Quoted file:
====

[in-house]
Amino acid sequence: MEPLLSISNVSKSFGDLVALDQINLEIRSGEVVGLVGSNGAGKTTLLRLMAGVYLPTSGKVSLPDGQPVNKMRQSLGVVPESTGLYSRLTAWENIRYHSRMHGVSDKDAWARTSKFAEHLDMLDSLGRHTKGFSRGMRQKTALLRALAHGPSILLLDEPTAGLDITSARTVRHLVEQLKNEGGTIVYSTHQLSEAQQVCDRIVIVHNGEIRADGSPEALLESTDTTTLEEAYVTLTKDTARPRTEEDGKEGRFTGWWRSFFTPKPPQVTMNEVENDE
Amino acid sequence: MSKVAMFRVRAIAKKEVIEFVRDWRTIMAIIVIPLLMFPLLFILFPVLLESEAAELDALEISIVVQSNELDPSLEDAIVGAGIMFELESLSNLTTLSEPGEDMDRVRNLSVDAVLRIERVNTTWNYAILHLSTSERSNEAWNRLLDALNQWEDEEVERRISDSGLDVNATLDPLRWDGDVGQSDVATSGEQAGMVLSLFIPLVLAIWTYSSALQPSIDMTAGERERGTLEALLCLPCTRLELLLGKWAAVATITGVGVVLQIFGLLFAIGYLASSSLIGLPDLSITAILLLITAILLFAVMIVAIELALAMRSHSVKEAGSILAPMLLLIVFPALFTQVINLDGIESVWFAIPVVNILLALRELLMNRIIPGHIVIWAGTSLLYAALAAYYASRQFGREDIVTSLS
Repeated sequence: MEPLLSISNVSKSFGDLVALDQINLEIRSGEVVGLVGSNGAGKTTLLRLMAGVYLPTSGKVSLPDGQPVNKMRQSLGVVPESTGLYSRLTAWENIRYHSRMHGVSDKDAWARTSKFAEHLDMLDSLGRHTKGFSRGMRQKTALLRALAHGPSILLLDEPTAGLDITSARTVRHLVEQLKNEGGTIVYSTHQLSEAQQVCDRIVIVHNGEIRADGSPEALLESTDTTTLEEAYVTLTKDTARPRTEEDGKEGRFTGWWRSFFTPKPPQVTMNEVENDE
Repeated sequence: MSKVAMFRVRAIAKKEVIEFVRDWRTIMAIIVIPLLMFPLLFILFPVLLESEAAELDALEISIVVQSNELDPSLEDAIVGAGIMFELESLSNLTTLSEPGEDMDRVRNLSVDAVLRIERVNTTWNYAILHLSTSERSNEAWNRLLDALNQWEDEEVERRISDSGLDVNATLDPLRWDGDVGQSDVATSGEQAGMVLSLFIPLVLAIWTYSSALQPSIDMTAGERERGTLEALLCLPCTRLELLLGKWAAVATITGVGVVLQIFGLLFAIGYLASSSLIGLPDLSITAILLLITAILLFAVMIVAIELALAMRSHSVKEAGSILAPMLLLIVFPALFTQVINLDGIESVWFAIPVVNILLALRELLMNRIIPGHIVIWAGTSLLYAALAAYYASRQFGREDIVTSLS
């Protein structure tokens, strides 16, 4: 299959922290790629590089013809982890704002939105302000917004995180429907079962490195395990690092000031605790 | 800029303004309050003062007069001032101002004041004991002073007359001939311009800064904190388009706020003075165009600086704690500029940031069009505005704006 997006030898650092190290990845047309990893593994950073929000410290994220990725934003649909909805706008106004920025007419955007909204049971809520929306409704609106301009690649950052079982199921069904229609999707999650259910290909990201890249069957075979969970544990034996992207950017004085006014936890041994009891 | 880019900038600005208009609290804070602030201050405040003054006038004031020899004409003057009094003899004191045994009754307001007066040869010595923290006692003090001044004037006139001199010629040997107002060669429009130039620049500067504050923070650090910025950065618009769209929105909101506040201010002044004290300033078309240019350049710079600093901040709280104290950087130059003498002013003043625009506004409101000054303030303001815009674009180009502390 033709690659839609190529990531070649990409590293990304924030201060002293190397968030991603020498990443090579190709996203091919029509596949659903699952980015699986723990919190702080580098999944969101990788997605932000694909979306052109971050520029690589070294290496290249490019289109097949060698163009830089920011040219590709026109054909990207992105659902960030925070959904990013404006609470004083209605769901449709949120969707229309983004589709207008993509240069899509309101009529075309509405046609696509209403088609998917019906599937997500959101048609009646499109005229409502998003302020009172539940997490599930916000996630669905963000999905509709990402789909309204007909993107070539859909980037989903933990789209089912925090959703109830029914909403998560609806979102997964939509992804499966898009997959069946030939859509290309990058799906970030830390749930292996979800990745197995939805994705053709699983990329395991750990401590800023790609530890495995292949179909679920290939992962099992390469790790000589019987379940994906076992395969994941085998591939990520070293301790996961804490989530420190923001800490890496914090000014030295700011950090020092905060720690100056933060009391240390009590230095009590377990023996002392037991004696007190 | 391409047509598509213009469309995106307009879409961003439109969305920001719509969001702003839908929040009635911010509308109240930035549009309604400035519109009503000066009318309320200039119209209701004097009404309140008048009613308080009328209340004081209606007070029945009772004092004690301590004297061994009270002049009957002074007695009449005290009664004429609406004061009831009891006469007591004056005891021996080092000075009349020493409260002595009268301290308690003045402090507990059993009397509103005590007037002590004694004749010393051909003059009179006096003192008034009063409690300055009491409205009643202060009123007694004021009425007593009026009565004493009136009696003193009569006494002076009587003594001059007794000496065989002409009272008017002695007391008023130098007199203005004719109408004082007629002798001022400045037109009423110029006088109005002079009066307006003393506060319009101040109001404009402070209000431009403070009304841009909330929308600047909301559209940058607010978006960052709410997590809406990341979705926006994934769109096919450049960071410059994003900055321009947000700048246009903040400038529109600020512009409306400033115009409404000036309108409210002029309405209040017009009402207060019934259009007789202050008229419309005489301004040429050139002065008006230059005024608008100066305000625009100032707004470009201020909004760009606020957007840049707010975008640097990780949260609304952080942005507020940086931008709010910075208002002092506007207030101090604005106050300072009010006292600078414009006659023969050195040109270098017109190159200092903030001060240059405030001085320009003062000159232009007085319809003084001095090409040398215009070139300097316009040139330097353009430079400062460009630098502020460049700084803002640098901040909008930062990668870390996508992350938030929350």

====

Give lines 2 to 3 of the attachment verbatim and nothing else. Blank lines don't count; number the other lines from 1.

Amino acid sequence: MEPLLSISNVSKSFGDLVALDQINLEIRSGEVVGLVGSNGAGKTTLLRLMAGVYLPTSGKVSLPDGQPVNKMRQSLGVVPESTGLYSRLTAWENIRYHSRMHGVSDKDAWARTSKFAEHLDMLDSLGRHTKGFSRGMRQKTALLRALAHGPSILLLDEPTAGLDITSARTVRHLVEQLKNEGGTIVYSTHQLSEAQQVCDRIVIVHNGEIRADGSPEALLESTDTTTLEEAYVTLTKDTARPRTEEDGKEGRFTGWWRSFFTPKPPQVTMNEVENDE
Amino acid sequence: MSKVAMFRVRAIAKKEVIEFVRDWRTIMAIIVIPLLMFPLLFILFPVLLESEAAELDALEISIVVQSNELDPSLEDAIVGAGIMFELESLSNLTTLSEPGEDMDRVRNLSVDAVLRIERVNTTWNYAILHLSTSERSNEAWNRLLDALNQWEDEEVERRISDSGLDVNATLDPLRWDGDVGQSDVATSGEQAGMVLSLFIPLVLAIWTYSSALQPSIDMTAGERERGTLEALLCLPCTRLELLLGKWAAVATITGVGVVLQIFGLLFAIGYLASSSLIGLPDLSITAILLLITAILLFAVMIVAIELALAMRSHSVKEAGSILAPMLLLIVFPALFTQVINLDGIESVWFAIPVVNILLALRELLMNRIIPGHIVIWAGTSLLYAALAAYYASRQFGREDIVTSLS